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Excel VBA formatting ranges

Posted by: admin May 14, 2020 Leave a comment

Questions:

I have a sub that formats specific ranges on a sheet and I want to make it more efficient (it was copied from running the macro recorder and works fine). I Also want incorporate code so that if a column is added, typically in Column C to E, the formatting is not effected. Some pointers would be appreciated

Sub Format_Summary_Sheet()
'
' Format Summary Sheet Macro
'
Dim i1stSumRow As Integer

Sheets("Summary").Select    'Activate Summary sheet

Application.ScreenUpdating = True

    With ActiveSheet
        i1stSumRow = Cells(.Rows.Count, "I").End(xlUp).Row
        .Range("I" & (i1stSumRow)).Select
    End With

Range(Cells(11, 3), Cells(i1stSumRow - 2, 51)).Select

    Selection.Borders(xlDiagonalDown).LineStyle = xlNone
    Selection.Borders(xlDiagonalUp).LineStyle = xlNone

        With Selection.Borders(xlEdgeLeft)
            .LineStyle = xlContinuous
            .Weight = xlMedium
        End With

        With Selection.Borders(xlEdgeTop)
            .LineStyle = xlContinuous
            .Weight = xlThin
        End With

        With Selection.Borders(xlEdgeBottom)
            .LineStyle = xlContinuous
            .Weight = xlThin
        End With

        With Selection.Borders(xlEdgeRight)
            .LineStyle = xlContinuous
            .Weight = xlMedium
        End With

        With Selection.Borders(xlInsideHorizontal)
            .LineStyle = xlContinuous
            .Weight = xlThin
        End With

Range(Cells(i1stSumRow - 2, 1), Cells(i1stSumRow - 2, 51)).Select

    With Selection.Borders(xlEdgeBottom)
        .LineStyle = xlContinuous
        .Weight = xlMedium
    End With

Range(Cells(11, 2), Cells(i1stSumRow - 2, 2)).Select 'Removes borders from Column B

    Selection.Borders(xlInsideVertical).LineStyle = xlNone
    Selection.Borders(xlInsideHorizontal).LineStyle = xlNone
    Selection.Borders(xlEdgeTop).LineStyle = xlNone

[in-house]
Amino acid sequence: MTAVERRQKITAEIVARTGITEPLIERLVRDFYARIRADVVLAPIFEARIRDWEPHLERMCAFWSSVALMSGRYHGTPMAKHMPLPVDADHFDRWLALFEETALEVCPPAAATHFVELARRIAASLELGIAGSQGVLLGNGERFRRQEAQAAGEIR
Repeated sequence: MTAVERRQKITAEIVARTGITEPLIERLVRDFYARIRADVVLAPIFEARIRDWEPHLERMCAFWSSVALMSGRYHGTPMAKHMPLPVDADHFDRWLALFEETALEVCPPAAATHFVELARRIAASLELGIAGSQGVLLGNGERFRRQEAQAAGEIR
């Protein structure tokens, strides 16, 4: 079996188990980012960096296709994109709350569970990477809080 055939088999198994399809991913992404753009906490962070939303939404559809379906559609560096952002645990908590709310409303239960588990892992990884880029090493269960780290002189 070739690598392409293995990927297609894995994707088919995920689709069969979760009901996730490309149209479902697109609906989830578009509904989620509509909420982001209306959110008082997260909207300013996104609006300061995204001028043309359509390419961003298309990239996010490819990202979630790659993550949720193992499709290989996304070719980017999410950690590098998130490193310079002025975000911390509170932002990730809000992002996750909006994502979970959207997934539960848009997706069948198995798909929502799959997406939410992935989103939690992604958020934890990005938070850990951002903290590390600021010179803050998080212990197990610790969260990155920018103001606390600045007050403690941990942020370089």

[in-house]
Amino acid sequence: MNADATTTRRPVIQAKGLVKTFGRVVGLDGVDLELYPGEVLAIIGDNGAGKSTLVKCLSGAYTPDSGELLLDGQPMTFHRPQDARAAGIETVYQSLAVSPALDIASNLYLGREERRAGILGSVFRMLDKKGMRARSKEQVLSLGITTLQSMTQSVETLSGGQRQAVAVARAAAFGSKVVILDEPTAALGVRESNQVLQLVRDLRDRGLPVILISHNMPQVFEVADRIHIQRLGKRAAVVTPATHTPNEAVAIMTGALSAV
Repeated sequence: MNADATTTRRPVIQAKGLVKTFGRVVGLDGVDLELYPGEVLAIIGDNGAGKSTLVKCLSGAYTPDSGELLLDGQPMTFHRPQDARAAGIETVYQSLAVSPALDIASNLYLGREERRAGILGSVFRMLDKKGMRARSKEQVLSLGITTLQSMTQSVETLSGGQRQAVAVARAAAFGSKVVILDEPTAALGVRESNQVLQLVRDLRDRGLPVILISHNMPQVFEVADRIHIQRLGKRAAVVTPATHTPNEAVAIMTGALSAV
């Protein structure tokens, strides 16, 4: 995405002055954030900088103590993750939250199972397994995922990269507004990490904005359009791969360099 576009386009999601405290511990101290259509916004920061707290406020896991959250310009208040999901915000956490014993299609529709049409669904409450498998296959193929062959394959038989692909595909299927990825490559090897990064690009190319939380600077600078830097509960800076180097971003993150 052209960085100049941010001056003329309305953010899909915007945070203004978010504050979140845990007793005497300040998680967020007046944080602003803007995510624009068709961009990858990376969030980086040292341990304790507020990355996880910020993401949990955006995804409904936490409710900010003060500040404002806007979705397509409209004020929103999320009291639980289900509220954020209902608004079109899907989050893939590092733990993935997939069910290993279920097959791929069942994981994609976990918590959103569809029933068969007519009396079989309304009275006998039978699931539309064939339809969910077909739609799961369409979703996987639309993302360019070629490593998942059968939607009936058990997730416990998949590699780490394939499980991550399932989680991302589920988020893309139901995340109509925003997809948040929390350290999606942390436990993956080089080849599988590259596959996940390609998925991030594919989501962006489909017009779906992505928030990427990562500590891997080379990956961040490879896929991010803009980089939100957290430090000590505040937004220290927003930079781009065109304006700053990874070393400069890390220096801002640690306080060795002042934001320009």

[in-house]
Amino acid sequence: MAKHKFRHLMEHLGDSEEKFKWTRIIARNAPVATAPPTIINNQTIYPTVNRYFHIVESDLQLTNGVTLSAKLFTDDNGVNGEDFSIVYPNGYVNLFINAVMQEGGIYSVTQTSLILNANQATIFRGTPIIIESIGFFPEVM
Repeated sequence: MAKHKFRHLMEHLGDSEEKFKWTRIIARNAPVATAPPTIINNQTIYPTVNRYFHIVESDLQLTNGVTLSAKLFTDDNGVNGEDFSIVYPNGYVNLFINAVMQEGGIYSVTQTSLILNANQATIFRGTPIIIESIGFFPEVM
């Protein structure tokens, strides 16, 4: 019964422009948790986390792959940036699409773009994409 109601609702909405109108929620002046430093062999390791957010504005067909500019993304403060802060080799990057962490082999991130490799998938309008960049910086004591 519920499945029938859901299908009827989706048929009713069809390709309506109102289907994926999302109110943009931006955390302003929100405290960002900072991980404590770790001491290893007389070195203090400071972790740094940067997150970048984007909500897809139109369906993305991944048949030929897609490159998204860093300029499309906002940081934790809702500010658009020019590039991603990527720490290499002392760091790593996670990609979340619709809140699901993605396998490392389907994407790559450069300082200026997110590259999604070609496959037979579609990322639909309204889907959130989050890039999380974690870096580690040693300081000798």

Selection.Borders(xlEdgeBottom).LineStyle = xlNone

Range(Cells(11, 6), Cells(i1stSumRow - 2, 6)).Select 'Removes borders from Column F

    Selection.Borders(xlInsideVertical).LineStyle = xlNone
    Selection.Borders(xlInsideHorizontal).LineStyle = xlNone
    Selection.Borders(xlEdgeTop).LineStyle = xlNone
    Selection.Borders(xlEdgeBottom).LineStyle = xlNone

Range(Cells(11, 8), Cells(i1stSumRow - 2, 8)).Select 'Removes borders from Column H

    Selection.Borders(xlInsideVertical).LineStyle = xlNone
    Selection.Borders(xlInsideHorizontal).LineStyle = xlNone
    Selection.Borders(xlEdgeTop).LineStyle = xlNone
    Selection.Borders(xlEdgeBottom).LineStyle = xlNone

Range(Cells(11, 17), Cells(i1stSumRow - 2, 17)).Select 'Removes borders from Column Q

    Selection.Borders(xlInsideVertical).LineStyle = xlNone
    Selection.Borders(xlInsideHorizontal).LineStyle = xlNone
    Selection.Borders(xlEdgeTop).LineStyle = xlNone
    Selection.Borders(xlEdgeBottom).LineStyle = xlNone

Range(Cells(11, 24), Cells(i1stSumRow - 2, 24)).Select 'Removes borders from Column X

    Selection.Borders(xlInsideVertical).LineStyle = xlNone
    Selection.Borders(xlInsideHorizontal).LineStyle = xlNone
    Selection.Borders(xlEdgeTop).LineStyle = xlNone
    Selection.Borders(xlEdgeBottom).LineStyle = xlNone

Range(Cells(11, 33), Cells(i1stSumRow - 2, 33)).Select 'Removes borders from Column AG

    Selection.Borders(xlInsideVertical).LineStyle = xlNone
    Selection.Borders(xlInsideHorizontal).LineStyle = xlNone
    Selection.Borders(xlEdgeTop).LineStyle = xlNone
    Selection.Borders(xlEdgeBottom).LineStyle = xlNone

Range(Cells(11, 37), Cells(i1stSumRow - 2, 37)).Select 'Removes borders from Column AK

    Selection.Borders(xlInsideVertical).LineStyle = xlNone
    Selection.Borders(xlInsideHorizontal).LineStyle = xlNone
    Selection.Borders(xlEdgeTop).LineStyle = xlNone
    Selection.Borders(xlEdgeBottom).LineStyle = xlNone

Range(Cells(11, 39), Cells(i1stSumRow - 2, 39)).Select 'Removes borders from Column AM

    Selection.Borders(xlInsideVertical).LineStyle = xlNone
    Selection.Borders(xlInsideHorizontal).LineStyle = xlNone
    Selection.Borders(xlEdgeTop).LineStyle = xlNone
    Selection.Borders(xlEdgeBottom).LineStyle = xlNone

Range(Cells(11, 48), Cells(i1stSumRow - 2, 48)).Select 'Removes borders from Column AV

    Selection.Borders(xlInsideVertical).LineStyle = xlNone
    Selection.Borders(xlInsideHorizontal).LineStyle = xlNone
    Selection.Borders(xlEdgeTop).LineStyle = xlNone
    Selection.Borders(xlEdgeBottom).LineStyle = xlNone
Range("H7").Select
Range("C10").Select

End Sub
How to&Answers:

Based on your code, it looks like you repeat the Remove borders from a column action many times. Whenever I find myself using ctrl+c (copy) and ctrl+v (paste) more than a few times in a script, my D.R.Y. alarm goes off. (Here’s a link to the Don’t Repeat Yourself entry on Wikipedia.)

The below is untested:

Public Sub RemoveBorders(Target As Range)